According to Washington Post columnist Catherine Rampell, “The Chinese economy has hit a rough patch.” On their face, comments like these always rate a raised eyebrow: I can’t measure the economy of the street I live on, but Rampell feels comfortable commenting from New York City on the health of people in a vast country on the other side of the world. How does she know what she claims to know? This question is particularly relevant given the theme of the column in which she claimed China’s economy is lousy. Rampell suggests Chinese government officials hide the bad news.
Still, there are probably reasonable ways for Rampell to develop a sense of China’s situation. Down market as market signals may seem to members of the Left, the happy, peaceful truth is that the Chinese people are conducting a passionate love affair with all things American. A visit to China very much vivifies this truth. In which case one simple way to divine China’s economic health would be for Rampell to look at U.S. stock market indices. If China were ailing, so would they be. Crashing perhaps. That they’re not is at least one indication that in a paraphrase of Jon Cowperthwaite (Hong Kong’s Financial Secretary from 1961-1971), China’s economy is too dynamic for government officials to measure.
The above truth might ruffle Rampell’s feathers. She has a reverence for government and the expertise she imagines exists in government. Call Rampell Cowperthwaite’s opposite. Cowperthwaite decried government statistics for reasons beyond their unreliability: he feared stats produced by the political classes would be used as an excuse by them to “do something.” No thanks. Free people do just fine.
Rampell urges government officials prone to massaging government-produced economic statistics to “take note.” Since no government would hide good news, any government fiddling with statistics “implies something very worrisome.” Rampell may be right about the latter, but as ever she concludes incorrectly. As Cowperthwaite could have told her, there’s no hiding anything in a market economy, or even a mixed economy for that matter. Think about it.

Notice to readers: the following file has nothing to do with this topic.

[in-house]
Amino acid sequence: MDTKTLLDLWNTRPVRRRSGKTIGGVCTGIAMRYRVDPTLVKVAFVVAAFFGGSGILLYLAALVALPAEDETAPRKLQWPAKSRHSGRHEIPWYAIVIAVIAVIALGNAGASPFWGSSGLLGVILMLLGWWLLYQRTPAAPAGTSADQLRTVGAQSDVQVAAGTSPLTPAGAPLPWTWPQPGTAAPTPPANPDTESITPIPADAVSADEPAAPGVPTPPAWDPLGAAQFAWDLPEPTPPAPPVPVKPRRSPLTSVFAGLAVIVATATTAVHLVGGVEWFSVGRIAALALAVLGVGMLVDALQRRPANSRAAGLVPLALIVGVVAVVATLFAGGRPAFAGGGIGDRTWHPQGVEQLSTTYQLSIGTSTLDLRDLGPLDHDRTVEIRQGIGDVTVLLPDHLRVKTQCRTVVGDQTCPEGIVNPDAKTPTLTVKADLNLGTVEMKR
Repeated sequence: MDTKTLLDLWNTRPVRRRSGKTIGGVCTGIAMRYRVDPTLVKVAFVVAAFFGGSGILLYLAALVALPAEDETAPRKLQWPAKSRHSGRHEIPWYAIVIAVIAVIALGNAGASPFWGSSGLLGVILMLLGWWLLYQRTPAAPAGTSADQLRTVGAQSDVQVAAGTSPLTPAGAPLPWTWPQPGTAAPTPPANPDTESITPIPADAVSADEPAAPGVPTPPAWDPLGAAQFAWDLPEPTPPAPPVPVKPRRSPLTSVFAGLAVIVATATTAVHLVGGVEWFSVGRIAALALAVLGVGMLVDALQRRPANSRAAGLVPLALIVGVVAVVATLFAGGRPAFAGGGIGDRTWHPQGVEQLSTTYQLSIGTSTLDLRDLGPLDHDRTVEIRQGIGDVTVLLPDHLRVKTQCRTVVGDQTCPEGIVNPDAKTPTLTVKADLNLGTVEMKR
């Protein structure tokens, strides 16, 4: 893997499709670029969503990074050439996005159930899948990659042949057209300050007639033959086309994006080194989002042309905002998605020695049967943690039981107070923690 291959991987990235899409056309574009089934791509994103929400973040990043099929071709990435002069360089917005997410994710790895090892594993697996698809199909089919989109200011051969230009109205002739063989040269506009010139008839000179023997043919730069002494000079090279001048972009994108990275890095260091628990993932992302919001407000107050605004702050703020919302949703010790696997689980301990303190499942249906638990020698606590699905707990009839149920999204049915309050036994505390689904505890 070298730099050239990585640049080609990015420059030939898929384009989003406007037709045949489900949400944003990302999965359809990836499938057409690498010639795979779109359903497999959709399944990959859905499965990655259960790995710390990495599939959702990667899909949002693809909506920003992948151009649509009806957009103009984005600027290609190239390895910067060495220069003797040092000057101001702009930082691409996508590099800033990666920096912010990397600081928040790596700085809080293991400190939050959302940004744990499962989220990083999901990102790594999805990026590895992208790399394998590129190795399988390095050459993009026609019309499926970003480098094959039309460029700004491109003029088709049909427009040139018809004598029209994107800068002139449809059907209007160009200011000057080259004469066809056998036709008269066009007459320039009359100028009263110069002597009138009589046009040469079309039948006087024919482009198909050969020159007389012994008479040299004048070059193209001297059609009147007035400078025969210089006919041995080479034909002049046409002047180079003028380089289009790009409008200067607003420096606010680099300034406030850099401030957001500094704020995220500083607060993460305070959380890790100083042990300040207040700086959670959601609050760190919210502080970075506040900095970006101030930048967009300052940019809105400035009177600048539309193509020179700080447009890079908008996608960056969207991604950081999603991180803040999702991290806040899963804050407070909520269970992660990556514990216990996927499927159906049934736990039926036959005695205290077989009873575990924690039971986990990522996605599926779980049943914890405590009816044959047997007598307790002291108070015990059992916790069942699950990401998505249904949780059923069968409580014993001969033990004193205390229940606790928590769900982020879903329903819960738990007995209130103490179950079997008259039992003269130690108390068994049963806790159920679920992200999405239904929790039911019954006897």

While Rampell seeks knowledge or evidence of fibs from government statistics, the simple truth is that government stats are wholly superfluous. As we know from the U.S., payroll company ADP has a sense of U.S. unemployment (this includes its publication of a monthly jobless statistic) that the BLS could never hope to have. Curious about office occupancy? Call Kastle Systems. Interested in consumer debt along with whether or not it’s being paid back? Visa has data that runs circles around what government economists produce.
China is logically no different. Jack Ma’s various banking entities issue billions worth of loans literally within minutes. If interested in the health of China’s economy, a much better proxy would be Ma himself, and if Ma is muzzled, the share price of the companies he’s founded that are public would indicate a lot. China’s cities are dense with skyscrapers, which means there are private companies with intimate knowledge of how full the buildings are. Rampell fears data about youth unemployment in China is flawed, but if so, private payroll companies can answer her skeptical questions.
Which is why it’s too bad Rampell is such a market skeptic. If not, Hong Kong’s success sans stats would serve as a lesson for her, as would the businesses formed within Hong Kong, and that know exponentially more about its economy than the economists charged with tracking it do. Barring all that, stock markets routinely inform us up to the minute. We don’t need government nearly as much as Rampell thinks we do.